I want to make a reversible number lengthener, what it’s supposed to do is, you input a number, and a length if the number doesn’t have the number of characters that the length specifies, it will lengthen the number as needed, but I also need this process to be reversible. I tried just adding zeros. while this does lengthen the number, it doesn’t do what I need in this situation. I honestly couldn’t think of anything.
Hi @shedontluvjulio, welcome to the community!
This can’t work due to the fact that the identity of this operation is not reversible, assuming that you pad the user-inputted number with more digits.
For example, take the following “padded number”:
This could be a product of the original number 12345 padded with three 0s, or the number 12345000 left alone. you wouldn’t know what numbers to remove, and whether or not the 0s are part of the original number or added as padding.
What you need to do is to use a non-digit character (e.g. base64 uses = for padding, which can only be used as padding, to avoid conflicts as detailed above), such as = to lengthen the number, and whenever you want to reverse the product, just remove all =s from the number. This way, you wouldn’t be removing characters that were originally there, and not removing characters that were added as padding.
If you found my solution helpful, feel free to mark it as the solution so other community members with the same problem can easily find the solution.
EDIT: here is some code
orig_num = input("Your number: ") length = int(input("Your length: ")) print("Original number:", orig_num) new_num = orig_num + "=" * (length - len(orig_num)) # CANNOT USE DIGITS AS PADDING print("New number:", new_number) reversed_num = "".join([digit if digit != "=" for digit in new_num]) print("Reversed number:", reversed_num)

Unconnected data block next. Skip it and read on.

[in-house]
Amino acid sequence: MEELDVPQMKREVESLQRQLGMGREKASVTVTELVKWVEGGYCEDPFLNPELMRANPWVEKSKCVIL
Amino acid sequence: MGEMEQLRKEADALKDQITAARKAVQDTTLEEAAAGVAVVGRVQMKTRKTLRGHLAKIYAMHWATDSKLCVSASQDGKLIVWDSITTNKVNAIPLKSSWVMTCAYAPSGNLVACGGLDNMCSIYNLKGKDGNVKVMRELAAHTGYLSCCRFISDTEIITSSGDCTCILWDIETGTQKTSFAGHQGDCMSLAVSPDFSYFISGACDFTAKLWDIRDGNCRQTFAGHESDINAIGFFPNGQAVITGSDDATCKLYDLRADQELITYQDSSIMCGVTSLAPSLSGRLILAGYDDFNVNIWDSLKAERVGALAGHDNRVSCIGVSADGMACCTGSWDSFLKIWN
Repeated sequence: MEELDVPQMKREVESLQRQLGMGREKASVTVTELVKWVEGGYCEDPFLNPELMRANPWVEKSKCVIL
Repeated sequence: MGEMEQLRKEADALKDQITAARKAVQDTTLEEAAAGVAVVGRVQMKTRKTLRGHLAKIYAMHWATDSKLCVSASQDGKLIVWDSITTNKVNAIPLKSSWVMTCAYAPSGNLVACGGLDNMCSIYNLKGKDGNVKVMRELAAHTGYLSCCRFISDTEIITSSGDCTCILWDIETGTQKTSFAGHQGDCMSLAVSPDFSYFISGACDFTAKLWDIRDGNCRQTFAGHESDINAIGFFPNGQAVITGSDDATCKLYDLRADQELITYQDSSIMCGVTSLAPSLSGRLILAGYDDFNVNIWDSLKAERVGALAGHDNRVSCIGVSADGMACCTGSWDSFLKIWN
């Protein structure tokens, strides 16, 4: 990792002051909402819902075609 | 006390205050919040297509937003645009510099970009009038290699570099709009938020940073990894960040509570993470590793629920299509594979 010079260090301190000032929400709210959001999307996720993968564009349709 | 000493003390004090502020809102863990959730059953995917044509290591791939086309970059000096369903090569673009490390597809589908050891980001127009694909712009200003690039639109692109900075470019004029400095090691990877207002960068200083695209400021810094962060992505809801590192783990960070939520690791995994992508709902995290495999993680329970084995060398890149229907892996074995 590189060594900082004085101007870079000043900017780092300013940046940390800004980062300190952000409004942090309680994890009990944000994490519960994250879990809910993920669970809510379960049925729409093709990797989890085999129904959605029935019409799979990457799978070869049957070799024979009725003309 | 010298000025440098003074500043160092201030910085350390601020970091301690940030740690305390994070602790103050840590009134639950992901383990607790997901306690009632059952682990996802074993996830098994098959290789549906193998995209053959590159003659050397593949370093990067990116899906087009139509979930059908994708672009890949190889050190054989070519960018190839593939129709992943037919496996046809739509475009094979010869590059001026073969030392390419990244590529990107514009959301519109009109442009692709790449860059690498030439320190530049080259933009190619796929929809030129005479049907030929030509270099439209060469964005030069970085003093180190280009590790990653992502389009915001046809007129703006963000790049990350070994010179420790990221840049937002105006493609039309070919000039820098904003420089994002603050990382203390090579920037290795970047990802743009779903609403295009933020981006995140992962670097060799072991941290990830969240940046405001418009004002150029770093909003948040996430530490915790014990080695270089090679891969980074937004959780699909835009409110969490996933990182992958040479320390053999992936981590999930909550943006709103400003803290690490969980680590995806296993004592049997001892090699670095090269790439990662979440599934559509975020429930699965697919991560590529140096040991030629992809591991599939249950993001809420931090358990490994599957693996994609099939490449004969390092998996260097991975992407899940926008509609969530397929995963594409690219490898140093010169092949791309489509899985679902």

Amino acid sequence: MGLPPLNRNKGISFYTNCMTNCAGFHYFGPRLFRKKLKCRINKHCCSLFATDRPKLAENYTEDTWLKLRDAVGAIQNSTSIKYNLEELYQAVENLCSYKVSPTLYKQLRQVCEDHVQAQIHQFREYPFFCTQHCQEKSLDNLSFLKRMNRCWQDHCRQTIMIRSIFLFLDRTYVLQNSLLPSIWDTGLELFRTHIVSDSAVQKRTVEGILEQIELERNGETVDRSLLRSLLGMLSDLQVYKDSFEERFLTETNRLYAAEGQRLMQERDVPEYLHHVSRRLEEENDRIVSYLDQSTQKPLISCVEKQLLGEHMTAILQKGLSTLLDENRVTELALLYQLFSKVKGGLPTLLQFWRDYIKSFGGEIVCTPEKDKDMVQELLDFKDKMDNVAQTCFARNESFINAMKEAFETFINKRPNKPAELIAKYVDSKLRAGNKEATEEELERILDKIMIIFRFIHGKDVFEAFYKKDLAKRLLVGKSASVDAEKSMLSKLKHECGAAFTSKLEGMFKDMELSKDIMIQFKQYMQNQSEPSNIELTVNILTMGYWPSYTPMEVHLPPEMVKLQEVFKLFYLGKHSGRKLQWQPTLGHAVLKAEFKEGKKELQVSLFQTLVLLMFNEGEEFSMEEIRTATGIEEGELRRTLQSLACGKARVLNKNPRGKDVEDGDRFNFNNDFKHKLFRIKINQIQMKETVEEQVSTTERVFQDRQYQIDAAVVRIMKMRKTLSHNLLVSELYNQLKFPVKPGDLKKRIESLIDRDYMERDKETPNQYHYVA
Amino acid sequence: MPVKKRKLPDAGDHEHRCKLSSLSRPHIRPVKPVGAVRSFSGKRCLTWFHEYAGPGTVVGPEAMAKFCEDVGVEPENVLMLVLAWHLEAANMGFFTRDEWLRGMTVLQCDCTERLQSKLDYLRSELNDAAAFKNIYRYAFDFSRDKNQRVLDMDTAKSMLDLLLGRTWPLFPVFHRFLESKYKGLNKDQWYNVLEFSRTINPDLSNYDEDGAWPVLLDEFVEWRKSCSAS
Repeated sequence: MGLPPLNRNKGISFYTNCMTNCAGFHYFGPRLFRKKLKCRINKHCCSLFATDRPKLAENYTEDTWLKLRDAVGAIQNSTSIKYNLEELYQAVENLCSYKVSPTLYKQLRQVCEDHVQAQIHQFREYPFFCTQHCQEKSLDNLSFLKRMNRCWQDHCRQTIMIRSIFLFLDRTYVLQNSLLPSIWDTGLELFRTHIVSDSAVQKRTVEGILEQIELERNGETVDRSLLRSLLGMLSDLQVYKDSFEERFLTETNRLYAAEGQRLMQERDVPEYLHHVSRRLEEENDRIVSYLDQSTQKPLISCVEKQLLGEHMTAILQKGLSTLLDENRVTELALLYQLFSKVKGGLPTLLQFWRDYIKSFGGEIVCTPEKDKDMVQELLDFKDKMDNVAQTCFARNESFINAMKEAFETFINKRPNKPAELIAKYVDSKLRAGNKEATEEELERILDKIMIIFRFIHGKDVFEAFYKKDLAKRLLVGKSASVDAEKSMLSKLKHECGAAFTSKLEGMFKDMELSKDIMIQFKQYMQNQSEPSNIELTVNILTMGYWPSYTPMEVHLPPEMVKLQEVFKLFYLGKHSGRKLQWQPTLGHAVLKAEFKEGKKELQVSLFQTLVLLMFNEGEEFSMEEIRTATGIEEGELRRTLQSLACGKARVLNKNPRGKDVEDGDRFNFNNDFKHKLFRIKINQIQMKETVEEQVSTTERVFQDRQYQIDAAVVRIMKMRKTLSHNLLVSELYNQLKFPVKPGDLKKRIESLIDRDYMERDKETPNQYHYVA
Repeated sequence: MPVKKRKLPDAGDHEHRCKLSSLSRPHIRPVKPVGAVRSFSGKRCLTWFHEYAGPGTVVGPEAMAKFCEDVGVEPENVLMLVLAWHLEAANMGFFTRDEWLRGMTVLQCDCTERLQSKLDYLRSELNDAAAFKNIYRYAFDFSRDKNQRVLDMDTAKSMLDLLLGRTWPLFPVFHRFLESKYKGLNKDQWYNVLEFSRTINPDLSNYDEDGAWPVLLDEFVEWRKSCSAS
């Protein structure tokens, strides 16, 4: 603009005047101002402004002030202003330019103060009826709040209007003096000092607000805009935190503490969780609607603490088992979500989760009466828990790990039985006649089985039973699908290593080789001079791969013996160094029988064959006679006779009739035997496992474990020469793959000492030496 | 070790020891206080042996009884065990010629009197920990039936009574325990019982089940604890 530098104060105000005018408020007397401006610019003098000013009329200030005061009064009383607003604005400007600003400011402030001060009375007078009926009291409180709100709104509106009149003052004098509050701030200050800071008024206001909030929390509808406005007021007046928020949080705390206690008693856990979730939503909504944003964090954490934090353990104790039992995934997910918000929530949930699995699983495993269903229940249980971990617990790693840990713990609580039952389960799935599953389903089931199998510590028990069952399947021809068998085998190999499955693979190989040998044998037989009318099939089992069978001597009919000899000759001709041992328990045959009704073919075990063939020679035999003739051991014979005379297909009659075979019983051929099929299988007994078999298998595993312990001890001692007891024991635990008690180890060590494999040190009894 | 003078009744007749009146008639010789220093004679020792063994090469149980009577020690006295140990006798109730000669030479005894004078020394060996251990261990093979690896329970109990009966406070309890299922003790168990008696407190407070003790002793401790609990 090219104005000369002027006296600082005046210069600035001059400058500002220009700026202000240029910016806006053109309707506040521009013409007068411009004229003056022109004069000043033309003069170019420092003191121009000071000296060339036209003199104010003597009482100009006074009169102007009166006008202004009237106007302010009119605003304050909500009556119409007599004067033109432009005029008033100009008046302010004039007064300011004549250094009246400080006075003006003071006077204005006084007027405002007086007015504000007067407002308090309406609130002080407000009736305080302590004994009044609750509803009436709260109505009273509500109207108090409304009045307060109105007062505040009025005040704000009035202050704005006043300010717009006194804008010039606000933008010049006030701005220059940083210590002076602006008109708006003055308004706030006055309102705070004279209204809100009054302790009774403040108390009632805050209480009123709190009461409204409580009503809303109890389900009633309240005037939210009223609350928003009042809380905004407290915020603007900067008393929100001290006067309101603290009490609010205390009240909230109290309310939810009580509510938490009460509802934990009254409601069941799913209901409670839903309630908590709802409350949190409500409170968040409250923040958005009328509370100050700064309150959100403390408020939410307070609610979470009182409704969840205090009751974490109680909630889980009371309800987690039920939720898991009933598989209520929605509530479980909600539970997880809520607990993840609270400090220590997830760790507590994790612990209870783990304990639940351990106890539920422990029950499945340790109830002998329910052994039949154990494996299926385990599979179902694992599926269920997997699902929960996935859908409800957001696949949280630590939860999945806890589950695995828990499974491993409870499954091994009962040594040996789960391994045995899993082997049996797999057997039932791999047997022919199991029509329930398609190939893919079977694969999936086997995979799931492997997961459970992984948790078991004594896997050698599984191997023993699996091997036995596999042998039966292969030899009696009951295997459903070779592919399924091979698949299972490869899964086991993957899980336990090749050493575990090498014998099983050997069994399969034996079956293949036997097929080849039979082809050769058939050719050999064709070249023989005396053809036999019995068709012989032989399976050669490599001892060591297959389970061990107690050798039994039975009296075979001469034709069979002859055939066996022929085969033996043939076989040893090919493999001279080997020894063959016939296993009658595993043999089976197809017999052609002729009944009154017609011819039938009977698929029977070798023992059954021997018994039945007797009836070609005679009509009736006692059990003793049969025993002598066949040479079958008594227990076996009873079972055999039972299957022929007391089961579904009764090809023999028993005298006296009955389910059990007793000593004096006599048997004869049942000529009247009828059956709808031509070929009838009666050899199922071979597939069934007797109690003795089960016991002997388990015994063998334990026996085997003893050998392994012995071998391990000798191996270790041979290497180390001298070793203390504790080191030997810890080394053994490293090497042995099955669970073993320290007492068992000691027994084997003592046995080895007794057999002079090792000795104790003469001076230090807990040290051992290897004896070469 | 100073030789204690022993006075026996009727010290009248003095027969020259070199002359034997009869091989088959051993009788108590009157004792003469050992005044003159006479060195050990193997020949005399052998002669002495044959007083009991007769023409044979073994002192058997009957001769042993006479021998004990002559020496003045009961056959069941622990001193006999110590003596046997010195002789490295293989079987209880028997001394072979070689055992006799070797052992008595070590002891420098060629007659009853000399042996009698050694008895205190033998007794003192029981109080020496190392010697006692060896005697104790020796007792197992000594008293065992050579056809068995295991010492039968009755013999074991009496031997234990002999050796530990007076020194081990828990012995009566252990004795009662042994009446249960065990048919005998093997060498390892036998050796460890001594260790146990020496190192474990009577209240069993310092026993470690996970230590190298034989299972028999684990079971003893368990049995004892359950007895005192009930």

def lengthen_number(number, length): number_str = str(number) if len(number_str) >= length: return number_str else: zeros_needed = length - len(number_str) zeros = '0' * zeros_needed return zeros + number_str def shorten_number(number): number_str = str(number) zeros = number_str.count('0') return number_str[zeros:] # User input input_num = input("Enter a number: ") desired_length = int(input("Enter the desired length: ")) # Lengthen the number lengthened_num = lengthen_number(input_num, desired_length) print('Lengthened number:', lengthened_num) # Shorten the lengthened number shortened_num = shorten_number(lengthened_num) print('Shortened back to original length:', shortened_num)
@Idkwhttph’s solution is close, but won’t work. It will remove all zeros, including those that were present in the original number.
|original number||New number||reverted number||success|
Like I said before, you can’t use digits as padding. You have to use another character.
if goes after the
for, and you don’t need to create a
list, so replace that with:
ch for ch in new_num if ch != "="
Also there’s a built-in function for padding:
new_num = orig_num.ljust(length, "=")
def pad(string: str, length: int=3, character: str="0"): """Adds `character` to the start of `string` until `len(string) == length`""" if length > len(string): string = character * (length - len(string)) + string return string def unpad(string: str, character: str="0"): """Removes `character` from the start of `string` until there are no more `character`s in front of the string""" return string.lstrip(character)
again, though, there’s already a function for left-padding (or right-justifying) as well: str.rjust(width, fillchar)
I started writing this yesterday before you posted and saved it as a draft then went to sleep and finished it today